The grimmest, bleakest, and most often misquoted Caine film of the lot gets a look-in for its peerless use of locations as much as for its set pieces, although they are fantastic – Caine answering door naked with shotgun as drum majorettes march past, Caine making final delirious despatch with aid of seaside slag tipper, and of course the scene that’s now forever to be known as “the out-of-shape bloke”. Nowadays Old Maurice lives out his dotage on a cheeky chappie rough diamond reputation, but here’s a good example of a man who’s nothing but coal. Ian Hendry, Brian ‘Alf’ Mosley, Glyn ‘Winchester’ Edwards, Alun ‘Underworld’ Armstrong…what more could you want? Oh, and Michael ‘Michael Caine is Michael Caine in…’ Caine is in it too. Apparently Caine plays Cliff Brumby in the Stallone version. But since we never, ever want to see that, that’s pretty academic really.
TV CREAM SAYS: YOU'RE A BIG, SHAPELESS BLOKE! GET OUT!
Top flight Peckinpah caper in which Steve McQueen robs a bank under the watchful eye of sheriff Ben ‘will play grizzled cowboy parts for money’ Johnson. Ali ‘Love Story’ McGraw, Sally ‘Gloria’ Struthers and Slim ‘Winged Colt’ Pickens back them up.
TV CREAM SAYS: QUINCY JONES SCORES A BLINDER ON THE SOUNDTRACK TOO
Big boring American horror with the “prestige” likes of Fred Astaire and Douglas Fairbanks Jr. brought in to shore up a creaky old variant of the old-men-with-shared-guilty-secret-back-to-haunt-them type. Jack ‘genuine real proper genius’ Cardiff and Norman ‘Winter Kills’ Newberry at least make sure the tedium looks good.
TV CREAM SAYS: "DANCE WITH ME, YOU LITTLE TOAD" CHARMING
When he accepted the job of Head of Columbia Pictures David Puttnam, from the very start, was vocal in his dislike of Ghostbusters. No friend of Slimer he. But, quoth the shareholders, how many Istvan Szabo fridge magnets do you expect to sell over the coming twelvemonth? It was a battle he couldn’t win. The sequel had to happen. ‘It’s like a huge cheque sitting in a drawer, waiting to be cashed,’ quoth one bigwig, bluntly but rightly. As his initial haze of Kingship dissipated, Davey sensed this inevitability, and moved from outright Stay-Puft blockage to asserting his own personal ‘stamp’ on the sequel. One especially bright idea mooted an all-black Ghostbusters squad, headed by Bill Cosby. Presumably this a) ticked a ‘morally improving’ box on Puddy’s righteous mental clipboard, and b) handily got nemesis Bill Murray off the books, although it did of course c) bring even greater nemesis Bill Cosby on board, so you might be forgiven for thinking Dave’s logic at this point was well on the wane from ‘searingly insightful’ to ‘all to blinkin’ crock’. Needless to say, after Dave’s rapid departure, an expanded role for Ernie Hudson was all that remained of that little notion. The film itself is, well, as limp as a film that’s guaranteed to gross $100 million even if it consists of two hours of Dan Aykroyd and Bill Murray filling in pools coupons was ever going to be. A few good ideas, a couple of good lines, but it stands up to its older brother in much the same way Bobby Brown’s flaccid New Jack Swing theme did to Ray Parker Jr’s original bouncy castle of funk. The premise is getting tired, the wisecracks aren’t nearly as wise, and worst of all it’s forgotten how to be genuinely PG-scary, as the original managed with ease in the haunted library and ‘Zool’ scenes. And as we’ve said before, that final oil painting gag is one of the worst examples of smugly inept ‘Aaaaah!’ humour ever committed to celluloid.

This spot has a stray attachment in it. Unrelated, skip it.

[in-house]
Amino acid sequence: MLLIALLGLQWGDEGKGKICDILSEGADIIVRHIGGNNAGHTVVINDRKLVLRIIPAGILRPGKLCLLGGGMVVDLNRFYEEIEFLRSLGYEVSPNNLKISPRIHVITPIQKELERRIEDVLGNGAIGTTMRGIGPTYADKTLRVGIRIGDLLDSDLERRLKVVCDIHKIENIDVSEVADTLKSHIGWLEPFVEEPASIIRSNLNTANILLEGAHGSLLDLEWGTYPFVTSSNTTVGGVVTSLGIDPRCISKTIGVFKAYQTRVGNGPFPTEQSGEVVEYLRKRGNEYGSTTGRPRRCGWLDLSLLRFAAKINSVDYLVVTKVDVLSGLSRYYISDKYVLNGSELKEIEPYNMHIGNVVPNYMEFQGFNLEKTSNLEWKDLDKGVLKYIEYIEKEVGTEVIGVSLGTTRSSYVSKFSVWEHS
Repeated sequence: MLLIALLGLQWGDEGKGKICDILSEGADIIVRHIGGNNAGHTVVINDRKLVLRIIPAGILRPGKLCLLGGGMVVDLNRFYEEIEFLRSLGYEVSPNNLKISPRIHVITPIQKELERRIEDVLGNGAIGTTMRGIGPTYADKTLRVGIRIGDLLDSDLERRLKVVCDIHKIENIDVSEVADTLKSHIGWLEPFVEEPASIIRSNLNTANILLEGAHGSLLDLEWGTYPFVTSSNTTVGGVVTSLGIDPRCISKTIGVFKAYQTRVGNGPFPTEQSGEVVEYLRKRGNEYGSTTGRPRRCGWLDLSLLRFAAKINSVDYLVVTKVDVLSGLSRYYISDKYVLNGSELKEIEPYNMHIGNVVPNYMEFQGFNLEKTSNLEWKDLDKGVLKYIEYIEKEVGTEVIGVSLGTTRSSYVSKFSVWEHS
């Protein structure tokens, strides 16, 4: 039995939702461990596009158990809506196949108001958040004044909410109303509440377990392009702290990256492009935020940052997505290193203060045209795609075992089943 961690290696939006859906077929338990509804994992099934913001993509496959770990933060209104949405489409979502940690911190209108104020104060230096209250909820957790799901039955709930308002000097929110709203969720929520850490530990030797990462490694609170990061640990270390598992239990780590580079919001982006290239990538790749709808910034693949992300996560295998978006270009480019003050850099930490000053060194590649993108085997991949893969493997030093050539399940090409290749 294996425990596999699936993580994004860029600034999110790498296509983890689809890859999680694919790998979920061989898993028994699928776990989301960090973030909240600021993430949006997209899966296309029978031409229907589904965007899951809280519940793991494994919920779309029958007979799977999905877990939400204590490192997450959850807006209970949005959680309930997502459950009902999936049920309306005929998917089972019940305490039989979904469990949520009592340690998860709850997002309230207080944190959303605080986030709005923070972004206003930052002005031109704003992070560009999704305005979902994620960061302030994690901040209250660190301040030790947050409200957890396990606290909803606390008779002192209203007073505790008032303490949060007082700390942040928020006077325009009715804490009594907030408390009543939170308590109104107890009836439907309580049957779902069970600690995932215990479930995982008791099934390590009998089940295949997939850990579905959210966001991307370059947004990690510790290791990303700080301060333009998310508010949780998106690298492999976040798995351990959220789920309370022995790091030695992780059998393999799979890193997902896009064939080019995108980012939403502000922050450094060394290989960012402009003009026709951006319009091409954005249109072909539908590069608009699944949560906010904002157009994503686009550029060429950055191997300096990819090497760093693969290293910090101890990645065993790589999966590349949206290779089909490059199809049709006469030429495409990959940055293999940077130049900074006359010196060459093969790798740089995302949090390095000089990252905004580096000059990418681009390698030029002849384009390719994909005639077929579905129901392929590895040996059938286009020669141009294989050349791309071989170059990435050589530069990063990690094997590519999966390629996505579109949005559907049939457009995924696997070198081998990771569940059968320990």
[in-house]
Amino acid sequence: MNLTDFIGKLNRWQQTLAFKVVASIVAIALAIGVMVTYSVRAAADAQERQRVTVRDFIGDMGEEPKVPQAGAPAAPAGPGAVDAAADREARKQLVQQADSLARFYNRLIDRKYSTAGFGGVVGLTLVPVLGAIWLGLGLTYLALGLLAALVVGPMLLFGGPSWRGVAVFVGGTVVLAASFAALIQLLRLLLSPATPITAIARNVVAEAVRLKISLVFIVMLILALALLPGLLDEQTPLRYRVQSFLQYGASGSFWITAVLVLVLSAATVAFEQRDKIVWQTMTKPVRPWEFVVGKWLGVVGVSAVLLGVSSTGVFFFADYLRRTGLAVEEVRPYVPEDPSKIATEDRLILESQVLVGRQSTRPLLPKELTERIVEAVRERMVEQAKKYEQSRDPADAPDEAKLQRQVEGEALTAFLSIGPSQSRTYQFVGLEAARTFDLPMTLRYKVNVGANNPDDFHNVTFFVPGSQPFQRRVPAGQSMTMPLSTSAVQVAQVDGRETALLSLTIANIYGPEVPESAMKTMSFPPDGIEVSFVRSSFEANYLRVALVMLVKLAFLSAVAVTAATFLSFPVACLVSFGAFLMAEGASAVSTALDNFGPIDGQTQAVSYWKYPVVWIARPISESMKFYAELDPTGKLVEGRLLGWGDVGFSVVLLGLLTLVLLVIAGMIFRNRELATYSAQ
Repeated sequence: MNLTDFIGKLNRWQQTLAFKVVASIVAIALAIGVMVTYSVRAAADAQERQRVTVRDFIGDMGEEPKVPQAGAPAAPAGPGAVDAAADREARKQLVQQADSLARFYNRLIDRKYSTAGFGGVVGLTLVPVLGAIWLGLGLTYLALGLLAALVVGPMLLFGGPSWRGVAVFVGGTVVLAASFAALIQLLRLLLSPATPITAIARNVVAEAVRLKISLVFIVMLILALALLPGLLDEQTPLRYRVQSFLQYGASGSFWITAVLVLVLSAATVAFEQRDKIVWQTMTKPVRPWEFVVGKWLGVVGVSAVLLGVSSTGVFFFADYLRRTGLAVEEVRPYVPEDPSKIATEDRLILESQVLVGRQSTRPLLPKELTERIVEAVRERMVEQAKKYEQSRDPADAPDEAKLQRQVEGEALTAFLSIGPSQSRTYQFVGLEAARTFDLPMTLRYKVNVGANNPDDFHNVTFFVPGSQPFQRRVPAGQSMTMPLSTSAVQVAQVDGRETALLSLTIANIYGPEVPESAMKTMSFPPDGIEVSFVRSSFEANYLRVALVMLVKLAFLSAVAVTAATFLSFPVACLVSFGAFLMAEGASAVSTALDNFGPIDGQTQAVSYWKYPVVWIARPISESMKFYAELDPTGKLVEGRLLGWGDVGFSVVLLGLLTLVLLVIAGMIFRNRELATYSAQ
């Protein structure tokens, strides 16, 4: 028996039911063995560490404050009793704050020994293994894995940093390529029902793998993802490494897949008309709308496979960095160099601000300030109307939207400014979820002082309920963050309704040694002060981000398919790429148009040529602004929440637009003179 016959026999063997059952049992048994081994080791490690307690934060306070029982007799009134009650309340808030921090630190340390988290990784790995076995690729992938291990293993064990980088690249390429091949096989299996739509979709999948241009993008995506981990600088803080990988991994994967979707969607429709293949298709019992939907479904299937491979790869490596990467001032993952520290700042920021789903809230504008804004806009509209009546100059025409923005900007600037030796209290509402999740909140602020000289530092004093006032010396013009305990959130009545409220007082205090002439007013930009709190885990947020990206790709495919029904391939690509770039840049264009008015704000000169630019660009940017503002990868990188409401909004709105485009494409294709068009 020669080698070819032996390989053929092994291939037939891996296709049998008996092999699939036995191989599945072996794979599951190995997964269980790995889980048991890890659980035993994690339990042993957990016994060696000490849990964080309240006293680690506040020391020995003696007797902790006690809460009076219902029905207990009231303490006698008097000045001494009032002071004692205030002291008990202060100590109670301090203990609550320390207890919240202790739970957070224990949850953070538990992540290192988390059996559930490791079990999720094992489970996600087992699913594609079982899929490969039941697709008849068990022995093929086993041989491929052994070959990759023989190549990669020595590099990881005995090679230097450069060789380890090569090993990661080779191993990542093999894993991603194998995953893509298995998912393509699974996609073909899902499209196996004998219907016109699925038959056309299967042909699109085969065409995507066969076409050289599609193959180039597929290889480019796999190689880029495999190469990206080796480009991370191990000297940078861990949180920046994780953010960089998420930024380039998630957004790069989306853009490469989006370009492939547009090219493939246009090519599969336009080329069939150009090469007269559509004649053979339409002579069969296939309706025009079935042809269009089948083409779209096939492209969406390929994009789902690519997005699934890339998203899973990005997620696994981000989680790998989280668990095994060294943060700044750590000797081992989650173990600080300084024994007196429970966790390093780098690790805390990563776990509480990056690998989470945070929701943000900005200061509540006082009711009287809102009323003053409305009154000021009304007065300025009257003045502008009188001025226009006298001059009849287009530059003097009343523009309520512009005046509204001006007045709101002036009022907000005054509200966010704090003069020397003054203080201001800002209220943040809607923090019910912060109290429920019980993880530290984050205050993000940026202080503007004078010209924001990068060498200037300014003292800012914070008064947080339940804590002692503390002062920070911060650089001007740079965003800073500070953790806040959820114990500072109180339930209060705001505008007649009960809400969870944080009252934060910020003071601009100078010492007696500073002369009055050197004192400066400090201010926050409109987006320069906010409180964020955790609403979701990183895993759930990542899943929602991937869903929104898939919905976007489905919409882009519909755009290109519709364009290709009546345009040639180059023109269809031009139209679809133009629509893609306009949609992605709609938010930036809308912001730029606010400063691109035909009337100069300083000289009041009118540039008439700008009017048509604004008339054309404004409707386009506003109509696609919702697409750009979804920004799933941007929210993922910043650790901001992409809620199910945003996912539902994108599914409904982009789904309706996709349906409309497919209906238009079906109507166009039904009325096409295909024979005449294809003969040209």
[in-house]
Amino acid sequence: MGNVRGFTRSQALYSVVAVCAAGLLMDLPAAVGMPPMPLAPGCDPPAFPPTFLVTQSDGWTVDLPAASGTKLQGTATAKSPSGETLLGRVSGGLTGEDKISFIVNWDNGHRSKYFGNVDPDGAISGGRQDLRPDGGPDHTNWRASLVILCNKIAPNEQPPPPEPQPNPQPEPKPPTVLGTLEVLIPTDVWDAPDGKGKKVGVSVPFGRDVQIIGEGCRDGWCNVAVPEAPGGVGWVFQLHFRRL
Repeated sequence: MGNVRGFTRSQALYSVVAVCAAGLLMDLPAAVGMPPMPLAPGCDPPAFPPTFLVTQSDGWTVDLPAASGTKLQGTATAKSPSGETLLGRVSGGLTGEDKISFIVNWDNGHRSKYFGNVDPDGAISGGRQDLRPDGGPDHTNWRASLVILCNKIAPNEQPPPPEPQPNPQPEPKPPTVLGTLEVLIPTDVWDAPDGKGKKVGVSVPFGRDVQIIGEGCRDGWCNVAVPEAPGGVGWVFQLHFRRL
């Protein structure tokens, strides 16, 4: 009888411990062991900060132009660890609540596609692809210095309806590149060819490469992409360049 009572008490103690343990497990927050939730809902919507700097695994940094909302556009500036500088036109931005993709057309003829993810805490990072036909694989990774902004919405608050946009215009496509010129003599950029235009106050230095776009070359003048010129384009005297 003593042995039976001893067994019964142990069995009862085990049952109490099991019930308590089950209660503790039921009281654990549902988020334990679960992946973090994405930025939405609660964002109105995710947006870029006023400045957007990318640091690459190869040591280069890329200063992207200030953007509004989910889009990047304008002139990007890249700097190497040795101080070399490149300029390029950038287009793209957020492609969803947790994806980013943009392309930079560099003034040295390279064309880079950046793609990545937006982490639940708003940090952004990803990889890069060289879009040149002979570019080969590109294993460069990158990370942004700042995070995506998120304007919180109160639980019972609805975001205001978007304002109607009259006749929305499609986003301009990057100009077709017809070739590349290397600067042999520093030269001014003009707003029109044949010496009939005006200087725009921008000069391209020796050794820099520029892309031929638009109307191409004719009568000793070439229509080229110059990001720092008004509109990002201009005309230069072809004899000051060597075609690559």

TV CREAM SAYS: I GUESS WE'RE GONNA HAVE TO TAKE CONTROL - OF THE REMOTE
Ah, Tyburn Productions, runt of the Brit-horror litter. They gave us Legend of the Werewolf, and this rather nicely done “something in the attic” chestnut with Peter Cushing, Alexandra ‘Champions’ Bastedo and John Hurt. Hopefully eventually we’ll get daft Ralph Bates/Lana Turner cat-drowning curio Terror of Sheba, which appears to be pretty much all Tyburn ever managed to produce, if you don’t count the Channel Four Holmes adaptation Masks of Death and the anomalous ’82 World Cup documentary G’ole! Which we don’t, for the record.
TV CREAM SAYS: FIND OUT WHAT THE LEAGUE OF GENTLEMEN WERE RIPPING OFF WITH ALL THAT DAVID TATTSYRUP BUSINESS
The word “sweeping” could have been invented for this generation-spanning Texan cattle ‘n’ oil saga, if it hadn’t already been coined to describe the act of tidying things up with a broom. Liz Taylor and Rock Hudson are at the centre of events, Dennis Hopper’s on the periphery, and James Dean, as the improbably named Jet Rink, drills for Texas tea, goes grey and collapses over a table. Other things happen, of course, but then, with three and a half hours to go, they ought to, really. Still, if you can shore up an afternoon to watch it, it’s top entertainment of its kind. Little more than a classier, less silly version of Dallas or Dynasty maybe, but here the characters don’t look like they should come free with a Nat West children’s savings account and have a little slot in the tops of their heads for money.
TV CREAM SAYS: THE DAY AFTER DEAN WAS KILLED, THEY GAVE LIZ THE AFTERNOON OFF. THOSE CARING STUDIOS!
Just an ordinary run of the mill day for Chief Inspector George Gideon – Jack Hawkins, that is – encompassing four murders, two robberies and a suspension. It’s a bind, innit?. Directed by John Ford, would you believe, and with Miles Malleson, James ‘Mr Tebbs, you know, the short-lived, toupeed Mr Grainger replacement off of Are You Being Served?’ Hayter and Cyril ’451′ Cusack.
TV CREAM SAYS: JACK HAWKINS HAD DONE THIS SORT OF THING BEFORE, FUNNILY ENOUGH
Heidi – and that’s yer actual Heidi, up a mountain and all that – learns the true meanings of faith, hope and charity through the gift of three woodcarvings. We wonder what she would have learnt the meaning of if she’d been given a Stretch Armstrong, Crossfire and Tin Can Alley.
TV CREAM SAYS: NO HILARIOUS THEME TUNE TO HUM DOWN THE ALL BAR ONE ON THIS ONE
“There NEVER was a woman like Gilda” Anyway, trouble and strife down South America way with Rita ‘Shawshank’ Hayworth as the eponymous heroine and Glen ‘Superman’ Ford and George ‘Tora! ‘ Macready as the two men who love and hate her though not necessarily at the same time nor in that order. It’s a bit convoluted. And it’s the film that that bit in the Shawshank Redemption where they’re sitting in the cinema and Rita Hayworth appears on screen and throws her hair back comes from, fact fans.